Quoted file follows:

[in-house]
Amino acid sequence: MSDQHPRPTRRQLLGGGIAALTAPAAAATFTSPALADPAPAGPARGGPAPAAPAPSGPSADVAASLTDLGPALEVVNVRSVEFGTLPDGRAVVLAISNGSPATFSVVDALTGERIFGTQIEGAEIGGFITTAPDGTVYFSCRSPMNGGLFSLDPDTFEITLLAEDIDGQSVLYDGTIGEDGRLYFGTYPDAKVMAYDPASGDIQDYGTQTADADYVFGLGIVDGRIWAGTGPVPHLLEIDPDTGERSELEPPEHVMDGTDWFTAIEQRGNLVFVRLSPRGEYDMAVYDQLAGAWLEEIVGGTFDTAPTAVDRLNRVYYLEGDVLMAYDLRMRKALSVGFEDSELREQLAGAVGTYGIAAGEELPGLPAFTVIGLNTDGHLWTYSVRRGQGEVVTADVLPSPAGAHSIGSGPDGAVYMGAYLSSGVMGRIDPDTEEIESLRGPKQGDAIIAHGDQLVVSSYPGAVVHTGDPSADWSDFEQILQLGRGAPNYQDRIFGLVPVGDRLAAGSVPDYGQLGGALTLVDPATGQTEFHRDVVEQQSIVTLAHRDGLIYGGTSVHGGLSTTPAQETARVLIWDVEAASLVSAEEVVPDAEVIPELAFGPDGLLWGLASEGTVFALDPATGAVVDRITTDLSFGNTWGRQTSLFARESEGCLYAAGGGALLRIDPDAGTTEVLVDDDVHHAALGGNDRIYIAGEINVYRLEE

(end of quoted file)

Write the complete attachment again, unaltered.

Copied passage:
[in-house]
Amino acid sequence: MSDQHPRPTRRQLLGGGIAALTAPAAAATFTSPALADPAPAGPARGGPAPAAPAPSGPSADVAASLTDLGPALEVVNVRSVEFGTLPDGRAVVLAISNGSPATFSVVDALTGERIFGTQIEGAEIGGFITTAPDGTVYFSCRSPMNGGLFSLDPDTFEITLLAEDIDGQSVLYDGTIGEDGRLYFGTYPDAKVMAYDPASGDIQDYGTQTADADYVFGLGIVDGRIWAGTGPVPHLLEIDPDTGERSELEPPEHVMDGTDWFTAIEQRGNLVFVRLSPRGEYDMAVYDQLAGAWLEEIVGGTFDTAPTAVDRLNRVYYLEGDVLMAYDLRMRKALSVGFEDSELREQLAGAVGTYGIAAGEELPGLPAFTVIGLNTDGHLWTYSVRRGQGEVVTADVLPSPAGAHSIGSGPDGAVYMGAYLSSGVMGRIDPDTEEIESLRGPKQGDAIIAHGDQLVVSSYPGAVVHTGDPSADWSDFEQILQLGRGAPNYQDRIFGLVPVGDRLAAGSVPDYGQLGGALTLVDPATGQTEFHRDVVEQQSIVTLAHRDGLIYGGTSVHGGLSTTPAQETARVLIWDVEAASLVSAEEVVPDAEVIPELAFGPDGLLWGLASEGTVFALDPATGAVVDRITTDLSFGNTWGRQTSLFARESEGCLYAAGGGALLRIDPDAGTTEVLVDDDVHHAALGGNDRIYIAGEINVYRLEE